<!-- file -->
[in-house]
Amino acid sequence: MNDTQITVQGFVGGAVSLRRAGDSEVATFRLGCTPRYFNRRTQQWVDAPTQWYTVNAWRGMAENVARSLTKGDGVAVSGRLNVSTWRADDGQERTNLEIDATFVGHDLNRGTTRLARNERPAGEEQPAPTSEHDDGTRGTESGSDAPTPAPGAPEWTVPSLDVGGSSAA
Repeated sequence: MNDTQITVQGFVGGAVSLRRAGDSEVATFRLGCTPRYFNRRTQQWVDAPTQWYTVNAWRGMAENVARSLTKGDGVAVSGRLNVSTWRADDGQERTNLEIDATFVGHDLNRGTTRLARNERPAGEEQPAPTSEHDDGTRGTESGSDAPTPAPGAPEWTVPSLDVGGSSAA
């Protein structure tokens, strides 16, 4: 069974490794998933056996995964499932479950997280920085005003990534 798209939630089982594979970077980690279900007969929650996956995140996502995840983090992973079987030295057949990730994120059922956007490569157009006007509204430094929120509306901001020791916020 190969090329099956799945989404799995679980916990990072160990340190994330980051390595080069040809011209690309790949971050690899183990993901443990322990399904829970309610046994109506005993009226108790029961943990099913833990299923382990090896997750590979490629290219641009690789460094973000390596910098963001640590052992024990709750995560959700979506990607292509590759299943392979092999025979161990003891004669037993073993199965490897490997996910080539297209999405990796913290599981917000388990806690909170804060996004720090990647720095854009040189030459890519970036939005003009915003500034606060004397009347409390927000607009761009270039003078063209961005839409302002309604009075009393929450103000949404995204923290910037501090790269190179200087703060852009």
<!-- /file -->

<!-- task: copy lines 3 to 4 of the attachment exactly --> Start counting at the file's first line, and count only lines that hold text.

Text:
Repeated sequence: MNDTQITVQGFVGGAVSLRRAGDSEVATFRLGCTPRYFNRRTQQWVDAPTQWYTVNAWRGMAENVARSLTKGDGVAVSGRLNVSTWRADDGQERTNLEIDATFVGHDLNRGTTRLARNERPAGEEQPAPTSEHDDGTRGTESGSDAPTPAPGAPEWTVPSLDVGGSSAA
């Protein structure tokens, strides 16, 4: 069974490794998933056996995964499932479950997280920085005003990534 798209939630089982594979970077980690279900007969929650996956995140996502995840983090992973079987030295057949990730994120059922956007490569157009006007509204430094929120509306901001020791916020 190969090329099956799945989404799995679980916990990072160990340190994330980051390595080069040809011209690309790949971050690899183990993901443990322990399904829970309610046994109506005993009226108790029961943990099913833990299923382990090896997750590979490629290219641009690789460094973000390596910098963001640590052992024990709750995560959700979506990607292509590759299943392979092999025979161990003891004669037993073993199965490897490997996910080539297209999405990796913290599981917000388990806690909170804060996004720090990647720095854009040189030459890519970036939005003009915003500034606060004397009347409390927000607009761009270039003078063209961005839409302002309604009075009393929450103000949404995204923290910037501090790269190179200087703060852009």